As widely reported yesterday, Minister of Finance Jim Flaherty tightened the rules on qualifying for a mortgage today. It was not as bad as many had feared (increasing the downpayment to 10% etc.) but it will definitely still have an effect on the overall housing market. Here are the rule changes:
1. Regardless of mortgage product all borrowers must meet the standards for a 5-year fixed rate mortgage. This includes if a borrower wants a variable rate product.
2. When refinancing a home and doing an equity take out, the maximum one can borrow will be 90% LTV.
3. A minimum downpayment of 20% on all non-owner occupied properties.
All changes take effect April 19, 2010.
Let me address each point and what I believe the impact will be:
1. Most lenders currently use their 3 year fixed rate to qualify clients on variable rate mortgages. The thing that is not clear in the press release is what is meant by “the standards for a 5 year fixed rate mortgage”. Does this mean the bank’s posted 5 year rate? Will the government set the 5 year rate? Some lenders do not have “posted rates” (Firstline Mortgages as an example) and currently use their 3 year “best rate” to qualify clients. Will this new rule translate to having them use their own 5 year “best rate” or will they have to qualify clients based on an arbritarily set 5 year rate? The difference between the two will determine the impact. If it is just a matter of using each lender’s own 5 year fixed rate for qualifying then a borrower will be able to qualify for more money via lenders that do not a higher “posted rate”. This will have the least impact. Now if the “standard 5 year fixed rate mortgage” is arbitrarily set this will mean that the borrower will qualify for much less, even from the lenders that have no “posted rates”. We will have to see once this is clarified.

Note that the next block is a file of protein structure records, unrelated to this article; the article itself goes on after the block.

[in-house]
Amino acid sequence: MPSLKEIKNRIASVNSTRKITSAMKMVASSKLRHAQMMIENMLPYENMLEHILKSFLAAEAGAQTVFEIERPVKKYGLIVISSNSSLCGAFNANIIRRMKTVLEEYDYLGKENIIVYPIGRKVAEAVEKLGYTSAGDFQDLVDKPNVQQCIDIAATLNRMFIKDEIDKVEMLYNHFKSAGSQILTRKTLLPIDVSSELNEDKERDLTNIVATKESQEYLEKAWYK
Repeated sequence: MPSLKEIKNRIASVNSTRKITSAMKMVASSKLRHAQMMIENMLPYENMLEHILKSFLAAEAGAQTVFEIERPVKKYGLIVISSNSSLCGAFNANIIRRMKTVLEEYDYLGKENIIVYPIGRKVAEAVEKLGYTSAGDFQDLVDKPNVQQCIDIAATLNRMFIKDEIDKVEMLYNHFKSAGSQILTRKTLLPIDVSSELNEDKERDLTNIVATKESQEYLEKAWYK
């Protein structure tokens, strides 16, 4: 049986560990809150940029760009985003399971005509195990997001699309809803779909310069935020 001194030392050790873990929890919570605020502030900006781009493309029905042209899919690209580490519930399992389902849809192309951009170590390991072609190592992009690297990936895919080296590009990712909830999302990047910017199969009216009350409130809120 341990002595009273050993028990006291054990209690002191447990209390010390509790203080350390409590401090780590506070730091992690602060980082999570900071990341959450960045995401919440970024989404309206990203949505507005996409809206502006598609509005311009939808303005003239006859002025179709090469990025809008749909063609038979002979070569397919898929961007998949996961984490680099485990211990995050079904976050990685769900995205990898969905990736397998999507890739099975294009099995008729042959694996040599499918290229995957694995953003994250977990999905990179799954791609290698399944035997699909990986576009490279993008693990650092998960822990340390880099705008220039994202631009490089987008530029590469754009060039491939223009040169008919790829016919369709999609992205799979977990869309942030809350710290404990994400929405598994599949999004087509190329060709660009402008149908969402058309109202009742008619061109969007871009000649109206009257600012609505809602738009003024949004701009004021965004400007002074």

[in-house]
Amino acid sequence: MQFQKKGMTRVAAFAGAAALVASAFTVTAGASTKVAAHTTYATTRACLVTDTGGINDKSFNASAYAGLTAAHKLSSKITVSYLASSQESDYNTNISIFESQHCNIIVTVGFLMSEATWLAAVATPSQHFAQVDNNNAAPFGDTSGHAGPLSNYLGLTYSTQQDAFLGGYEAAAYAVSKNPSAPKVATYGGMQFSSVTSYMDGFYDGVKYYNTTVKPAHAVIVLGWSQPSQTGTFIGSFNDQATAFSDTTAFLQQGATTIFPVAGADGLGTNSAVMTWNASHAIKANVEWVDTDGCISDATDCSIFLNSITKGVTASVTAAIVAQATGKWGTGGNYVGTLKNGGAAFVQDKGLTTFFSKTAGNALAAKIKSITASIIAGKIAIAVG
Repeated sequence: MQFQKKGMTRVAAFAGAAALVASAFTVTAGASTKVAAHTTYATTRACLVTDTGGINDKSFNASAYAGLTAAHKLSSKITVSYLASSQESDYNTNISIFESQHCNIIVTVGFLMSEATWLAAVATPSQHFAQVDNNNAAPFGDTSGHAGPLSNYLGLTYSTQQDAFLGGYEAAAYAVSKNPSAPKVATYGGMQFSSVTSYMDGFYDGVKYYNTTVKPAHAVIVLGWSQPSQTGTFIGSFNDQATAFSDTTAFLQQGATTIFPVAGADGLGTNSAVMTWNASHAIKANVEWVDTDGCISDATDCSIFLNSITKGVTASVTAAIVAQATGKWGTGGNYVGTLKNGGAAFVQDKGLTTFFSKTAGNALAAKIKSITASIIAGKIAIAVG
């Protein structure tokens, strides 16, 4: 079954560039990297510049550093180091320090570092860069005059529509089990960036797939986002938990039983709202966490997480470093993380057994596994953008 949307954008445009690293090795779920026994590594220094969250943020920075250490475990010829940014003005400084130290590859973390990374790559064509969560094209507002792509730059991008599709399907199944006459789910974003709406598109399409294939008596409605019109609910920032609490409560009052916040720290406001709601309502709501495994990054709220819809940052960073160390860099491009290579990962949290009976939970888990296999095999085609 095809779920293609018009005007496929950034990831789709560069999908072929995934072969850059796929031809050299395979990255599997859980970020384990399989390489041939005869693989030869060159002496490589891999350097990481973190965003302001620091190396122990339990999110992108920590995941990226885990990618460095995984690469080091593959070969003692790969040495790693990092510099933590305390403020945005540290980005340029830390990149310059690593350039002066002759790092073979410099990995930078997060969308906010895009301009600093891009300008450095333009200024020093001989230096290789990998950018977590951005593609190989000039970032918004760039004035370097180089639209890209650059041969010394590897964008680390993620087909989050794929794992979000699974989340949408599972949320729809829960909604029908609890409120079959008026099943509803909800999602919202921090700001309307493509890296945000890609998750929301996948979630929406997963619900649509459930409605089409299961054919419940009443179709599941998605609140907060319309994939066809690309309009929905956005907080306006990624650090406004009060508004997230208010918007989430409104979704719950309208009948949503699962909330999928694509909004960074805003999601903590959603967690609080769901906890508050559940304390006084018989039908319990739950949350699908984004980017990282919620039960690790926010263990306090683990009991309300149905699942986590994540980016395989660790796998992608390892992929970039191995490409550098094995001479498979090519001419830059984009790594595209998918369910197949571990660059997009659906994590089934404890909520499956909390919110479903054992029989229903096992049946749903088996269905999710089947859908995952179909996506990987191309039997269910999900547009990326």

2. Limiting refinances to 90% LTV will have the least impact of the 3 new changes I believe. It is currently rare, based on my experience, to have clients re-borrow up to 95% LTV.
3. Requiring 20% downpayment for all non-owner occupied properties will have the most immediate significant impact in my opinion. With current low interest rates and the recent price declines in most areas (now back up in the Vancouver area) we had seen more investors in the market. Although, small downpayments are still not the norm for these clients we have seen an uptick in investors with smaller amounts down. This will take these clients right out of the market. I personally think that this is a solid change. If one is to invest/speculate on real estate one should have more money put into the property. It should not be the insurer or the bank that is a potential “partner” in it.
Overall, these changes will mean pains for some. However, if change #3 has the impact as I think it will, this will mean that prices should stabilize or at least slow it’s rise in most markets. Bad news for current owners but great news for those in the market.
What do you think? Comments welcome.
The full press release can be viewed here.